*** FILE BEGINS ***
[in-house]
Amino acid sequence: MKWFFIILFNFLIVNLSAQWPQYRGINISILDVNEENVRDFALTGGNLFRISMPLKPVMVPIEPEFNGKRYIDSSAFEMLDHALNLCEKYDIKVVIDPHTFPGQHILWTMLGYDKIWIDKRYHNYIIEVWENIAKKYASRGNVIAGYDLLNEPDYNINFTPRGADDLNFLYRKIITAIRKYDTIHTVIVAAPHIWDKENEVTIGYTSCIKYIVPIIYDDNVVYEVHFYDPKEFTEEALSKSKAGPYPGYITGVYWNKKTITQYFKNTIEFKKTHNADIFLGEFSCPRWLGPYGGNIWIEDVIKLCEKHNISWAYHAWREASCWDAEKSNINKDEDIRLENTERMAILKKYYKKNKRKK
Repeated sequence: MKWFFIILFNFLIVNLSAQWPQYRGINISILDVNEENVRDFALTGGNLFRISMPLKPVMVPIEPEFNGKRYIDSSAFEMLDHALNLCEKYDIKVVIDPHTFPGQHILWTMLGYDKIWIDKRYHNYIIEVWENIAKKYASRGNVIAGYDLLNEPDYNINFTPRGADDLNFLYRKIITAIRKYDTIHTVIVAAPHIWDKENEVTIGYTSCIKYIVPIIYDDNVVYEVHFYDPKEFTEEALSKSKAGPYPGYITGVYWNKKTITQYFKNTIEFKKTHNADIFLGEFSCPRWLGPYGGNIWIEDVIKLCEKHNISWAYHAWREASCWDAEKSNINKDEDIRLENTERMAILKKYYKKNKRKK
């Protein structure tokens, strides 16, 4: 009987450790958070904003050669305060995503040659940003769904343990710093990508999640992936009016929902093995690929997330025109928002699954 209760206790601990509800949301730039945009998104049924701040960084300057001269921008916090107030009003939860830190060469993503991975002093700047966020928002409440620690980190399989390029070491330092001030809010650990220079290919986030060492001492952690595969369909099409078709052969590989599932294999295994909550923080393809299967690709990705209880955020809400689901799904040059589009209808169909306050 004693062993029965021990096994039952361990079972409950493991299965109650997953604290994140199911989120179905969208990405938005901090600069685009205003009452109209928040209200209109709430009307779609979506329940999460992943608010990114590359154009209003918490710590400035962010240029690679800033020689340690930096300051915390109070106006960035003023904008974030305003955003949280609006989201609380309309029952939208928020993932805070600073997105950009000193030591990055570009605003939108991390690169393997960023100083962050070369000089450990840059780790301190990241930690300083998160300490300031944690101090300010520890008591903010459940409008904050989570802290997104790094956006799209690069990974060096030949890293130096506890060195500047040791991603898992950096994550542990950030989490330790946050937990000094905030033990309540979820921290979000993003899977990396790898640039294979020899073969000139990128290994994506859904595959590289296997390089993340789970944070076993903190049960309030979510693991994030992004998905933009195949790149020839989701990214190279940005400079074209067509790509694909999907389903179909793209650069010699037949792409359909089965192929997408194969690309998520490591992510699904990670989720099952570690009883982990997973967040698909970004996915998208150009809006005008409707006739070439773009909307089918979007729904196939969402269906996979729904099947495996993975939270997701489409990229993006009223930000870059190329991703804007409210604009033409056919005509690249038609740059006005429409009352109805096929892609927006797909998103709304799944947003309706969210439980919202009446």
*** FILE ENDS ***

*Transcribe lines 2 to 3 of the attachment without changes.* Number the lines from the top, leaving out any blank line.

Amino acid sequence: MKWFFIILFNFLIVNLSAQWPQYRGINISILDVNEENVRDFALTGGNLFRISMPLKPVMVPIEPEFNGKRYIDSSAFEMLDHALNLCEKYDIKVVIDPHTFPGQHILWTMLGYDKIWIDKRYHNYIIEVWENIAKKYASRGNVIAGYDLLNEPDYNINFTPRGADDLNFLYRKIITAIRKYDTIHTVIVAAPHIWDKENEVTIGYTSCIKYIVPIIYDDNVVYEVHFYDPKEFTEEALSKSKAGPYPGYITGVYWNKKTITQYFKNTIEFKKTHNADIFLGEFSCPRWLGPYGGNIWIEDVIKLCEKHNISWAYHAWREASCWDAEKSNINKDEDIRLENTERMAILKKYYKKNKRKK
Repeated sequence: MKWFFIILFNFLIVNLSAQWPQYRGINISILDVNEENVRDFALTGGNLFRISMPLKPVMVPIEPEFNGKRYIDSSAFEMLDHALNLCEKYDIKVVIDPHTFPGQHILWTMLGYDKIWIDKRYHNYIIEVWENIAKKYASRGNVIAGYDLLNEPDYNINFTPRGADDLNFLYRKIITAIRKYDTIHTVIVAAPHIWDKENEVTIGYTSCIKYIVPIIYDDNVVYEVHFYDPKEFTEEALSKSKAGPYPGYITGVYWNKKTITQYFKNTIEFKKTHNADIFLGEFSCPRWLGPYGGNIWIEDVIKLCEKHNISWAYHAWREASCWDAEKSNINKDEDIRLENTERMAILKKYYKKNKRKK